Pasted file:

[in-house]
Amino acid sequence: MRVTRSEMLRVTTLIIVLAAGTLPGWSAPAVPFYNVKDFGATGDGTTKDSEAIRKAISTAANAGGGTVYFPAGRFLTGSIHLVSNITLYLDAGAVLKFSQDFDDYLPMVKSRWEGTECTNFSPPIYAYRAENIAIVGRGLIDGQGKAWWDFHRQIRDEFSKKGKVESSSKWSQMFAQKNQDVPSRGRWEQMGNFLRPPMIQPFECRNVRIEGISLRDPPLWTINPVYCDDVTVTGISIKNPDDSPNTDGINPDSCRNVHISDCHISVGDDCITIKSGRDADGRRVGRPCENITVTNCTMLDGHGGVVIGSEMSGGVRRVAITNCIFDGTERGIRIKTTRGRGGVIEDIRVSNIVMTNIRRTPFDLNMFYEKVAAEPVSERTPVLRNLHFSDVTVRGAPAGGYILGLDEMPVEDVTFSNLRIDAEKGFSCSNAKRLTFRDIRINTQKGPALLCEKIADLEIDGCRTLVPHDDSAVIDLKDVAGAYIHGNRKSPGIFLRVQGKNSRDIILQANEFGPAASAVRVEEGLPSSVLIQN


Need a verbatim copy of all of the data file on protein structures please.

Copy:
[in-house]
Amino acid sequence: MRVTRSEMLRVTTLIIVLAAGTLPGWSAPAVPFYNVKDFGATGDGTTKDSEAIRKAISTAANAGGGTVYFPAGRFLTGSIHLVSNITLYLDAGAVLKFSQDFDDYLPMVKSRWEGTECTNFSPPIYAYRAENIAIVGRGLIDGQGKAWWDFHRQIRDEFSKKGKVESSSKWSQMFAQKNQDVPSRGRWEQMGNFLRPPMIQPFECRNVRIEGISLRDPPLWTINPVYCDDVTVTGISIKNPDDSPNTDGINPDSCRNVHISDCHISVGDDCITIKSGRDADGRRVGRPCENITVTNCTMLDGHGGVVIGSEMSGGVRRVAITNCIFDGTERGIRIKTTRGRGGVIEDIRVSNIVMTNIRRTPFDLNMFYEKVAAEPVSERTPVLRNLHFSDVTVRGAPAGGYILGLDEMPVEDVTFSNLRIDAEKGFSCSNAKRLTFRDIRINTQKGPALLCEKIADLEIDGCRTLVPHDDSAVIDLKDVAGAYIHGNRKSPGIFLRVQGKNSRDIILQANEFGPAASAVRVEEGLPSSVLIQN